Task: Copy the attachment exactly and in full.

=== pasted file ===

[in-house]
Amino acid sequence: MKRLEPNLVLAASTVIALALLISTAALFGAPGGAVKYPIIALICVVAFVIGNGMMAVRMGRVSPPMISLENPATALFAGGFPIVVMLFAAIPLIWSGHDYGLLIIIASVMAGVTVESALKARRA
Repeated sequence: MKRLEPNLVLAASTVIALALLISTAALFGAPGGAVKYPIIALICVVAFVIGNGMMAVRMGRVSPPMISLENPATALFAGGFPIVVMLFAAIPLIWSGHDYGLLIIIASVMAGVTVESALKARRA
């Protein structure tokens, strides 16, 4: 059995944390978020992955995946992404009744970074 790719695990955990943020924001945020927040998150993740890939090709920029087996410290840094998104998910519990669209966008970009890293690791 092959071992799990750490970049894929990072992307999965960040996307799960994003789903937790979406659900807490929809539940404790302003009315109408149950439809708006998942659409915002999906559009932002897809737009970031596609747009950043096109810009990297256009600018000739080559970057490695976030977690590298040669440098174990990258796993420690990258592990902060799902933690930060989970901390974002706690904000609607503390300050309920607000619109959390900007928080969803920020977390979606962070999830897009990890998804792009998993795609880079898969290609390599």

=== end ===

[in-house]
Amino acid sequence: MKRLEPNLVLAASTVIALALLISTAALFGAPGGAVKYPIIALICVVAFVIGNGMMAVRMGRVSPPMISLENPATALFAGGFPIVVMLFAAIPLIWSGHDYGLLIIIASVMAGVTVESALKARRA
Repeated sequence: MKRLEPNLVLAASTVIALALLISTAALFGAPGGAVKYPIIALICVVAFVIGNGMMAVRMGRVSPPMISLENPATALFAGGFPIVVMLFAAIPLIWSGHDYGLLIIIASVMAGVTVESALKARRA
């Protein structure tokens, strides 16, 4: 059995944390978020992955995946992404009744970074 790719695990955990943020924001945020927040998150993740890939090709920029087996410290840094998104998910519990669209966008970009890293690791 092959071992799990750490970049894929990072992307999965960040996307799960994003789903937790979406659900807490929809539940404790302003009315109408149950439809708006998942659409915002999906559009932002897809737009970031596609747009950043096109810009990297256009600018000739080559970057490695976030977690590298040669440098174990990258796993420690990258592990902060799902933690930060989970901390974002706690904000609607503390300050309920607000619109959390900007928080969803920020977390979606962070999830897009990890998804792009998993795609880079898969290609390599």